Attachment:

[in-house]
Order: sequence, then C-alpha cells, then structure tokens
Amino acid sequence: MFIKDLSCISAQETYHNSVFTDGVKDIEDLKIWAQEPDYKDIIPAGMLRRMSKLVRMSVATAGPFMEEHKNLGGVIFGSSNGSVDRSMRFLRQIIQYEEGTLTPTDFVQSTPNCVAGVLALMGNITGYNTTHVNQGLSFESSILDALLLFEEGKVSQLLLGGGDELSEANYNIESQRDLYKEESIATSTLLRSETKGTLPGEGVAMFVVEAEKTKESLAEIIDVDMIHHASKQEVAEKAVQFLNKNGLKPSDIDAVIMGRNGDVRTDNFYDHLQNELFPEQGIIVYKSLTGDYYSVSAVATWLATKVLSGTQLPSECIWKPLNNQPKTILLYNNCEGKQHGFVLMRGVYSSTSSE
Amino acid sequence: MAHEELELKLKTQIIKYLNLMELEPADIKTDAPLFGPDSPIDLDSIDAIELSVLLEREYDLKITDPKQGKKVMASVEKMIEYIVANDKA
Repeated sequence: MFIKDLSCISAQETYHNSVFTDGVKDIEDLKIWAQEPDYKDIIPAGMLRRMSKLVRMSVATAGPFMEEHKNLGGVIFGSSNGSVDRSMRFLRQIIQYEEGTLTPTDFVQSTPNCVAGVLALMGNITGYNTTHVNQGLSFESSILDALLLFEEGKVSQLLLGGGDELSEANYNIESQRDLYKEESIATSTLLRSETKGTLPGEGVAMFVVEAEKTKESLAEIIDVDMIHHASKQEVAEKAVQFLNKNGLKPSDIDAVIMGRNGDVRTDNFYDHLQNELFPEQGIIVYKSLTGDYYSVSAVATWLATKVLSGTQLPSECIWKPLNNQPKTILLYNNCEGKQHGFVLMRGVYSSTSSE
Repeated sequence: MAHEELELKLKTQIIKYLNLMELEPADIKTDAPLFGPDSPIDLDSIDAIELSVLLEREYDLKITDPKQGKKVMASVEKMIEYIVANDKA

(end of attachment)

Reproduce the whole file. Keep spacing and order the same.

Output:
[in-house]
Order: sequence, then C-alpha cells, then structure tokens
Amino acid sequence: MFIKDLSCISAQETYHNSVFTDGVKDIEDLKIWAQEPDYKDIIPAGMLRRMSKLVRMSVATAGPFMEEHKNLGGVIFGSSNGSVDRSMRFLRQIIQYEEGTLTPTDFVQSTPNCVAGVLALMGNITGYNTTHVNQGLSFESSILDALLLFEEGKVSQLLLGGGDELSEANYNIESQRDLYKEESIATSTLLRSETKGTLPGEGVAMFVVEAEKTKESLAEIIDVDMIHHASKQEVAEKAVQFLNKNGLKPSDIDAVIMGRNGDVRTDNFYDHLQNELFPEQGIIVYKSLTGDYYSVSAVATWLATKVLSGTQLPSECIWKPLNNQPKTILLYNNCEGKQHGFVLMRGVYSSTSSE
Amino acid sequence: MAHEELELKLKTQIIKYLNLMELEPADIKTDAPLFGPDSPIDLDSIDAIELSVLLEREYDLKITDPKQGKKVMASVEKMIEYIVANDKA
Repeated sequence: MFIKDLSCISAQETYHNSVFTDGVKDIEDLKIWAQEPDYKDIIPAGMLRRMSKLVRMSVATAGPFMEEHKNLGGVIFGSSNGSVDRSMRFLRQIIQYEEGTLTPTDFVQSTPNCVAGVLALMGNITGYNTTHVNQGLSFESSILDALLLFEEGKVSQLLLGGGDELSEANYNIESQRDLYKEESIATSTLLRSETKGTLPGEGVAMFVVEAEKTKESLAEIIDVDMIHHASKQEVAEKAVQFLNKNGLKPSDIDAVIMGRNGDVRTDNFYDHLQNELFPEQGIIVYKSLTGDYYSVSAVATWLATKVLSGTQLPSECIWKPLNNQPKTILLYNNCEGKQHGFVLMRGVYSSTSSE
Repeated sequence: MAHEELELKLKTQIIKYLNLMELEPADIKTDAPLFGPDSPIDLDSIDAIELSVLLEREYDLKITDPKQGKKVMASVEKMIEYIVANDKA